Posts Tagged ‘DEC’

Wednesday, January 22, 2014

New DEC Sporting and Game System Online

Thnys dec logoe New York State Department of Environmental Conservation’s (DEC) new computerized sporting licensing system is operational, allowing sportsmen and sportswomen to conduct license transactions.

The transition of hunter, angler and trapper data required a temporary shutdown for sales of hunting, fishing and trapping licenses, recreational marine fishing registrations and harvest game reporting. The data transfer has been completed and individuals can resume normal transactions and reporting on the new system. » Continue Reading.


Monday, January 20, 2014

Green Groups Say NYCO Drilling Would Violate Law

plumley lot 8Earthjustice, an environmental group that specializes in legal issues, contends that NYCO Mineral’s plans to drill for wollastonite samples in the Jay Mountain Wilderness Area would violate several state laws and regulations.

Earthjustice, headquartered in California, stakes out its position in a January 17 letter to state Environmental Conservation Commissioner Joe Martens, written on behalf of Adirondack Wild, Protect the Adirondacks, the Sierra Club, and the Atlantic States Legal Foundation. These environmental groups oppose NYCO’s plan to expand an existing mine onto the Forest Preserve. » Continue Reading.


Monday, January 20, 2014

Bernard Smith: NYS Senate Conservation Champion

Bernard SmithBernard C. Smith served in the NYS Senate from 1965-1978, an era when trust in our government’s good will and capability to improve our lives was ebbing fast. But Senator Smith, a Republican, believed strongly in that capability and responsibility.

His belief found expression in numerous laws to protect our environment, laws which had to pass through his Committee on Environmental Conservation.

The Adirondack Park Agency (1971) and its organic act (1973), the Wild, Scenic and Recreational Rivers Act (1972 and ‘75), the Environmental Quality Review Act, the law creating the Department of Environmental Conservation (1972) and its organic act, the Environmental Bond Act of 1972 and many other bills all found a lead sponsor and champion in Senator Smith. » Continue Reading.


Thursday, January 16, 2014

A Busy Year In The Backcountry For Lean2Rescue

Lean2RescuePic1_w400The past year was productive for Lean2Rescue, the volunteer organization that helps rebuild and refurbish Adirondack lean-tos and other back-country infrastructure.  According to an e-mail sent to volunteers by Paul Delucia, one of Lean2Rescue’s organizers, the group worked on or assessed 16 lean-tos, 3 bridges (Calkins, Windfall Trail #1 and Windfall Trail #2), and the fire tower on Woodhull Mountain.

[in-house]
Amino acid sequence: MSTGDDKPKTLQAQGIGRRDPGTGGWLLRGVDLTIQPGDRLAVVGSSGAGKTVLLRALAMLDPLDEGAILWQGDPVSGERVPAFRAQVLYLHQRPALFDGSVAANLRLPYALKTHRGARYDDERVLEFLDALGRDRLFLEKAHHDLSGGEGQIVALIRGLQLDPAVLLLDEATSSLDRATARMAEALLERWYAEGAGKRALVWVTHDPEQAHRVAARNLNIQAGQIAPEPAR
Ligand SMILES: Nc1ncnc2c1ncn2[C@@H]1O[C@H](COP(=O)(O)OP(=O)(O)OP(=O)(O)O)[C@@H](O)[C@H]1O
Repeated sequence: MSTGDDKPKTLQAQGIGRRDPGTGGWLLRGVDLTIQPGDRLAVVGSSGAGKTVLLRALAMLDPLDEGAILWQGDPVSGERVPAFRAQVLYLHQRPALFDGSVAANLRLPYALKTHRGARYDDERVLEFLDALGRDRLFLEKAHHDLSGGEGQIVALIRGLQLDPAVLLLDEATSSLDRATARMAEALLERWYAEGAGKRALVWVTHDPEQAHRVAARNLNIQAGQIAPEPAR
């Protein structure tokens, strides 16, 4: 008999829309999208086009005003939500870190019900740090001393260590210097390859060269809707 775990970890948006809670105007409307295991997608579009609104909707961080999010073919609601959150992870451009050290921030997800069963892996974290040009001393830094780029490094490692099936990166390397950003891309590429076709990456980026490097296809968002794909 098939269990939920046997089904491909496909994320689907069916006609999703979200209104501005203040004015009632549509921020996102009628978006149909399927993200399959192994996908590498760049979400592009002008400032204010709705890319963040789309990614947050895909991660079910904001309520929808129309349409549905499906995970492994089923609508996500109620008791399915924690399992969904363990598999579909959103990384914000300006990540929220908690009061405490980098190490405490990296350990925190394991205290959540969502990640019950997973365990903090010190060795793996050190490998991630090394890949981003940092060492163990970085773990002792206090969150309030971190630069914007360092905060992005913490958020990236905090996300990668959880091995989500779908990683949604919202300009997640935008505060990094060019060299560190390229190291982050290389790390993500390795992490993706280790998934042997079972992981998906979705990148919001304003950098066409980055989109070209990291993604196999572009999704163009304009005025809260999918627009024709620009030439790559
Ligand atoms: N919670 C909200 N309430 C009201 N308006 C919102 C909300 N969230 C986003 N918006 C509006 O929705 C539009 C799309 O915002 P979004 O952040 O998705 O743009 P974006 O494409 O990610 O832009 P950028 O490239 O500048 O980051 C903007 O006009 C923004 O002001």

“All of this happened because of you – a very special group of people willing (and eager) to give up their free time to make the Adirondacks a better place for others,” DeLucia wrote to volunteers. “That speaks volumes about who you are.” He also pointed out the many collaborations with other organizations and groups, including DEC whose partnership he called “the keystone of our success.” DeLucia singled out the DEC Operations Crew at Cranberry Lake for special praise. » Continue Reading.


Monday, January 13, 2014

DEC Plans To Dismantle Marcy Dam

OLYMPUS DIGITAL CAMERAWhen Tropical Storm Irene damaged Marcy Dam, draining most of the pond behind it, hikers debated passionately whether the dam should be rebuilt to restore an iconic vista enjoyed by tens of thousands of visitors over the years.

It looks like it won’t be.

The state Department of Environmental Conservation recently decided to dismantle the wooden dam in stages over the next five years.

DEC spokesman David Winchell said the cost of rebuilding the dam to modern standards would have been too costly and may have conflicted with the management principles for the High Peaks Wilderness Area. Those principles seek to minimize the presence of man-made structures. » Continue Reading.


Thursday, January 9, 2014

New Invasives Rules For Boat Launches, Access Points

LGPC Lake George Invasive Species PhotoThe New York State Department of Environmental Conservation (DEC) is proposing new regulations to prevent the introduction and spread of aquatic invasive species at DEC boat launches and fishing access sites. The proposed regulatory changes require boaters to remove all visible plants and animals from boats, trailers and associated equipment and to drain boats before launching at or leaving a DEC boat launch and waterway access.

Boats, trailers and the equipment can spread aquatic invasive species from waterbody to waterbody and significantly harm recreational and commercial use of a waterbody while having a detrimental effect on native fish, wildlife and plants. » Continue Reading.


Tuesday, January 7, 2014

Dave Gibson: The State’s Environmental Protection Fund

Forest Preserve - Conservation Easement TableIt’s state budget time, and the members of regional advisory committees on open space conservation from the Adirondacks to Niagara and Long Island will be watching that fraction of one percent of the state budget called the Environmental Protection Fund. Will the EPF continue to recover from the recessionary influenza it caught in 2009?

New York State’s extraordinary three million acre Forest Preserve in the Adirondack and Catskill Parks, and its extensive State Park and Historic area system (330,000 acres) outside of these Parks are two big reasons why the state has been a national leader in conserving forests and open space since the 19th century.

Another is nearly million acres conserved through the use of conservation easements on private lands. The EPF and spending from the 1996 $1.75 billion Clean Water/Air Bond Act (expended years ago) has funded this growth: 85% growth in conservation easements since 1992, 5% growth in the Forest Preserve during that time span. » Continue Reading.


Thursday, January 2, 2014

Proposed Regs Aimed At Controlling Wild Boar

feral-hogs1 nps.govNew York State Department of Environmental Conservation Commissioner (DEC) has announced the proposal of new regulations that would prohibit hunting or trapping of free-ranging Eurasian boars in New York. The proposal is designed to ensure maximum effectiveness of DEC’s statewide eradication efforts. Public comments on the proposed regulations will be accepted until January 25, 2014.

Eurasian boars were brought to North America centuries ago and wild populations numbering in the millions now occur across much of the southern U.S. In recent years, wild boar populations have been appearing in more northern states too, often as a result of escapes from enclosed shooting facilities that offer “wild boar hunts.” » Continue Reading.